In recent years major changes have occurred in the ways university teachers think about feedback in higher education. The focus has moved from seeing feedback simply as an input to students to recognizing that feedback is a process in which students necessarily need to be engaged. The implications of such a change are that we need to look at feedback primarily from the point of view of the person benefitting from the process, not the teacher, and consider what active roles students need to play. How can feedback processes be designed to maximise the positive influences they can have on student learning?
The session considered both the changes in conceptions of feedback that are occurring and how they can be incorporated into normal subjects. It also considered the need for students to develop what has been called feedback literacy, that is, the understanding and capacity to utilize feedback processes for their own benefit.
About Prof. Boud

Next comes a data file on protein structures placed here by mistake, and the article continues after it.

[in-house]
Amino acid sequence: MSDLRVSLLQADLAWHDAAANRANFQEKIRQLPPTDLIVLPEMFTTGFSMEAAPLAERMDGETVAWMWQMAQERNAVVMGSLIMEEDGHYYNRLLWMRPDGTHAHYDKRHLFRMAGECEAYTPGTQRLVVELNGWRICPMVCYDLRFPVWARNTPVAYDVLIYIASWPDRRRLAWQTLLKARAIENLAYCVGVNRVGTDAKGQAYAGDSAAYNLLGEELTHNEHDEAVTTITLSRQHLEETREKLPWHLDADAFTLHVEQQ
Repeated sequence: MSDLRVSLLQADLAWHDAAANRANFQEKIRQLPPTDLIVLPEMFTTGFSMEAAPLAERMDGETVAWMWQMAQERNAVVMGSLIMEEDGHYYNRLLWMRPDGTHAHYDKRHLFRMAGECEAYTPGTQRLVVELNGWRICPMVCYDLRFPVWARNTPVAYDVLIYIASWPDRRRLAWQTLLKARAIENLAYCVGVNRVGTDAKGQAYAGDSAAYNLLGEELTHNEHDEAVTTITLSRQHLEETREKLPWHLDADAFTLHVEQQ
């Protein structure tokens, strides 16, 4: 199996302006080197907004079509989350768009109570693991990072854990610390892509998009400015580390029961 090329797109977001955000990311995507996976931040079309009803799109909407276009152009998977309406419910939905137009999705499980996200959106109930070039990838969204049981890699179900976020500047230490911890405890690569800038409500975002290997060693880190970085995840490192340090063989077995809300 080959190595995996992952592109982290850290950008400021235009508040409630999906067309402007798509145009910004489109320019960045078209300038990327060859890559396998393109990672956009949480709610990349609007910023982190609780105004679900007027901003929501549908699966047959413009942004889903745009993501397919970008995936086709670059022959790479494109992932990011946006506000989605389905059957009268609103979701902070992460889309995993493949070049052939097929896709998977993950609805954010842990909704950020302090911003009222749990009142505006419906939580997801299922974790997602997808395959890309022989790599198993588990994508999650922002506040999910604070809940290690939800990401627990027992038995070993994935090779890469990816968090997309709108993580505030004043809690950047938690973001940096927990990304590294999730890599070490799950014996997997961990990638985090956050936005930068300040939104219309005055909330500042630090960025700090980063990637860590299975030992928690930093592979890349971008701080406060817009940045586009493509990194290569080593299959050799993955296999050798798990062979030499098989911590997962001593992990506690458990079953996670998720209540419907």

David Boud is Alfred Deakin Professor and Foundation Director of the Centre for Research in Assessment and Digital Learning at Deakin University, he is also Emeritus Professor at the University of Technology Sydney. He has previously held positions of Head of School, Associate Dean and Dean of the University Graduate School at UTS, and Director of the Professional Development Centre at UNSW. He has published extensively on teaching, learning and assessment in higher and professional education. His current work focuses on the areas of assessment for learning in higher education, academic formation and workplace learning. He is one of the most highly cited scholars internationally in the field of higher education (h-index of 94). He has been a pioneer in developing learning-centred approaches to assessment across the disciplines, particularly in building assessment skills for long-term learning (Developing Evaluative Judgement in Higher Education, Routledge), designing new approaches to feedback (Feedback in Higher and Professional Education, Routledge; The Impact of Feedback in Higher Education: Improving assessment outcomes for learners, Palgrave Macmillan) and the implications of the digital for assessment (Re-imagining University Assessment in a Digital World, Springer)